cerebellar long-term depression (LTD) of the parallel fiber synapses
The basal ganglia also play an important role in memory and learning, in particular in reference to stimulus-response associations and the formation of habits. The basal ganglia-cerebellar connections are thought to increase with time when learning a motor task.
MUSCLE MEMORY CONSOLIDATION
Though the exact location of muscle memory storage is not known, studies have suggested that it is the inter-regional connections that play the most important role in advancing motor memory encoding to consolidation, rather than decreases in overall regional activity. These studies have shown a weakened connection from the cerebellum to the primary motor area with practice, it is presumed, because of a decreased need for error correction from the cerebellum. However, the connection between the basal ganglia and the primary motor area is strengthened, suggesting the basal ganglia play an important role in the motor memory consolidation process.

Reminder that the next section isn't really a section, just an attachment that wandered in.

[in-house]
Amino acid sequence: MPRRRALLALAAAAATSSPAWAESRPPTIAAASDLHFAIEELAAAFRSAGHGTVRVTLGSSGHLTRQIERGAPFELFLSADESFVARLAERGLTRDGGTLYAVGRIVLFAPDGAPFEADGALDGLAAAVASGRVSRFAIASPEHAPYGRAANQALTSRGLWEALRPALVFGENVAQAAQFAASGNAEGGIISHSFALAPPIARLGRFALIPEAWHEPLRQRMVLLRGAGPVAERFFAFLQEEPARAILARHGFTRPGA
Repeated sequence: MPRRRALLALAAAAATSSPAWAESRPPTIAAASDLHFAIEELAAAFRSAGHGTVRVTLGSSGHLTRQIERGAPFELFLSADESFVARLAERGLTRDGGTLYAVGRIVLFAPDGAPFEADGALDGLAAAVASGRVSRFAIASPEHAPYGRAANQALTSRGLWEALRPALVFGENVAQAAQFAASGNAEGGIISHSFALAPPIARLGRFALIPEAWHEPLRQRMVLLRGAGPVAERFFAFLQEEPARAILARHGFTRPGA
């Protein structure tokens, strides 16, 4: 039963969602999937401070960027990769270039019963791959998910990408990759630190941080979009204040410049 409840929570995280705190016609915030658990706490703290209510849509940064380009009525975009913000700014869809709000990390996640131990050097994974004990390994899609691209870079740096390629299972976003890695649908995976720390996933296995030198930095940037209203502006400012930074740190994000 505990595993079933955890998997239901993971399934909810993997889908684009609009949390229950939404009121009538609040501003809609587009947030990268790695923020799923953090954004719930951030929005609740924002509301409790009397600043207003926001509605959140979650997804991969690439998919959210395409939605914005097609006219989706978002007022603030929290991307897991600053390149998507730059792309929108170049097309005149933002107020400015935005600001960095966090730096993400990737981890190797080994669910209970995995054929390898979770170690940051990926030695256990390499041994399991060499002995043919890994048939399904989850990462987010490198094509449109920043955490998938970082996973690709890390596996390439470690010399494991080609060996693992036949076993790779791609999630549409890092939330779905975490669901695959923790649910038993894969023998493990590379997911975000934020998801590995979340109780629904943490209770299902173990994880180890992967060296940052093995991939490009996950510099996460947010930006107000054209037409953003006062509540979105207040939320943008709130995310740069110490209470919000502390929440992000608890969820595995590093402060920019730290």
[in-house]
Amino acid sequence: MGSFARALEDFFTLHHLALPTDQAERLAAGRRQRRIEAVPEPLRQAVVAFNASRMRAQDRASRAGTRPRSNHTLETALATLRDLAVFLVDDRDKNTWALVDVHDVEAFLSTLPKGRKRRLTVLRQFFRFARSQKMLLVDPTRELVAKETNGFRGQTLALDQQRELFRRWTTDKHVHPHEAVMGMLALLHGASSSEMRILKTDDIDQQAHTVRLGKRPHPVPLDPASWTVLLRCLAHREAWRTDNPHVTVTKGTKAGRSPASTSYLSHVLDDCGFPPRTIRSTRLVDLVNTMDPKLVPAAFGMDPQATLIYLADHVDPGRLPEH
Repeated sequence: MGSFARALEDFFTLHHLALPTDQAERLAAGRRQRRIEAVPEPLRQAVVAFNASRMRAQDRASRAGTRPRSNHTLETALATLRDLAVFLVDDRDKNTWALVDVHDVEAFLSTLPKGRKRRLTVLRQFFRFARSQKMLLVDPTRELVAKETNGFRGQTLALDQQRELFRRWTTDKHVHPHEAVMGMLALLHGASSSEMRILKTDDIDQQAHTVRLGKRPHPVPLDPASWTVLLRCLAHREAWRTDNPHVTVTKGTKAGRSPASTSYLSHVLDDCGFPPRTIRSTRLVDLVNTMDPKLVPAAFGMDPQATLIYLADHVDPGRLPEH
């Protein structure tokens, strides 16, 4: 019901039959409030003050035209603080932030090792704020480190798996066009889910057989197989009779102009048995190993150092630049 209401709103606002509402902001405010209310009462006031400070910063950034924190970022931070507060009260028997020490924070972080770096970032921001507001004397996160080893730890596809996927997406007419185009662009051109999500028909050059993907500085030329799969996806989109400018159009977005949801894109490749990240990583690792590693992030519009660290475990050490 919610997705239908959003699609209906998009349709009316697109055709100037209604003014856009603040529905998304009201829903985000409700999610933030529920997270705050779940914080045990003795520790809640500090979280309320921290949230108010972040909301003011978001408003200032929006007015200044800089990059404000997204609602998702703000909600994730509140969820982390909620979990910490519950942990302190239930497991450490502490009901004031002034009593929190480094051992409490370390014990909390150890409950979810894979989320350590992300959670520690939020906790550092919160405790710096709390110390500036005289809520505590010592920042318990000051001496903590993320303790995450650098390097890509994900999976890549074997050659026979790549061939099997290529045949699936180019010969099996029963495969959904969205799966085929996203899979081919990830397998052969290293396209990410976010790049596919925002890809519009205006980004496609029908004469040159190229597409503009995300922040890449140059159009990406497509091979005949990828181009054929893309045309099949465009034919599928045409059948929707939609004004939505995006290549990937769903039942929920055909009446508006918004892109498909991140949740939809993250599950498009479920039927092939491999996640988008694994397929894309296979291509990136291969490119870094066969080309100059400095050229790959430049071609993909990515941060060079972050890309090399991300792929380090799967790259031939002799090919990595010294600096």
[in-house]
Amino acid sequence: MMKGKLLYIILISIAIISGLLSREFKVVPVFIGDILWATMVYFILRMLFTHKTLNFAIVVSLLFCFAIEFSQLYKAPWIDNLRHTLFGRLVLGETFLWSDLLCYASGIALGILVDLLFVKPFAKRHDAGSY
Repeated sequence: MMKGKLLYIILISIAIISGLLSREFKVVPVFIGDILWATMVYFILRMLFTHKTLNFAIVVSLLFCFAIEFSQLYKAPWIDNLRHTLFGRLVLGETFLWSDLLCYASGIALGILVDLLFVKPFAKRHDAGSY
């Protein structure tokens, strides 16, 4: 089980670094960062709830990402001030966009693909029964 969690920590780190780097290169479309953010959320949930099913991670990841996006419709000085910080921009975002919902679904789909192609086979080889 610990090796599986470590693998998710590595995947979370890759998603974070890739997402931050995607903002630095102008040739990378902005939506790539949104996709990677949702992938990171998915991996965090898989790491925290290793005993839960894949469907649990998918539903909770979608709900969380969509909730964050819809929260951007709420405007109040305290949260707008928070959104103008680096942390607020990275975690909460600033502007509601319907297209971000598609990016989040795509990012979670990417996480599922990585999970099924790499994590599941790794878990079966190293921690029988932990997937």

STRENGTH TRAINING AND ADAPTATIONS
See also: Muscle memory (strength training)
When participating in any sport, new motor skills and movement combinations are frequently being used and repeated. All sports require some degree of strength, endurance training, and skilled reaching in order to be successful in the required tasks. Muscle memory related to strength training involves elements of both motor learning, described below, and long-lasting changes in the muscle tissue.
Evidence has shown that increases in strength occur well before muscle hypertrophy , and decreases in strength due to detraining or ceasing to repeat the exercise over an extended period of time precede muscle atrophy . To be specific, strength training enhances motor neuron excitability and induces synaptogenesis , both of which would help in enhancing communication between the nervous system and the muscles themselves.